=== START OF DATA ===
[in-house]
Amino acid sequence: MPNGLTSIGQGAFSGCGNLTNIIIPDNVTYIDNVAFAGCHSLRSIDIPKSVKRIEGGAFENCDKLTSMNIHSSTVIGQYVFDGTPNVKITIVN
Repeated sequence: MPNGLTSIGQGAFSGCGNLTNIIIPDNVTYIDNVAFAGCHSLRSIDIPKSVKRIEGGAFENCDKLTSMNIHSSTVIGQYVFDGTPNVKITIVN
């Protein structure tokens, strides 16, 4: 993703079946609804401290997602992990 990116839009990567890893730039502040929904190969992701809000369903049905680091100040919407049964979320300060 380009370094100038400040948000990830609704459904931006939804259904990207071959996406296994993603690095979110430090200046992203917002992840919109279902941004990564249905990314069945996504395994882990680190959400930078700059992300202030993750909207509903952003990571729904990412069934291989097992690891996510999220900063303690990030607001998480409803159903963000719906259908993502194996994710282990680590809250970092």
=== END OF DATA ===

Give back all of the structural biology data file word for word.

[in-house]
Amino acid sequence: MPNGLTSIGQGAFSGCGNLTNIIIPDNVTYIDNVAFAGCHSLRSIDIPKSVKRIEGGAFENCDKLTSMNIHSSTVIGQYVFDGTPNVKITIVN
Repeated sequence: MPNGLTSIGQGAFSGCGNLTNIIIPDNVTYIDNVAFAGCHSLRSIDIPKSVKRIEGGAFENCDKLTSMNIHSSTVIGQYVFDGTPNVKITIVN
């Protein structure tokens, strides 16, 4: 993703079946609804401290997602992990 990116839009990567890893730039502040929904190969992701809000369903049905680091100040919407049964979320300060 380009370094100038400040948000990830609704459904931006939804259904990207071959996406296994993603690095979110430090200046992203917002992840919109279902941004990564249905990314069945996504395994882990680190959400930078700059992300202030993750909207509903952003990571729904990412069934291989097992690891996510999220900063303690990030607001998480409803159903963000719906259908993502194996994710282990680590809250970092």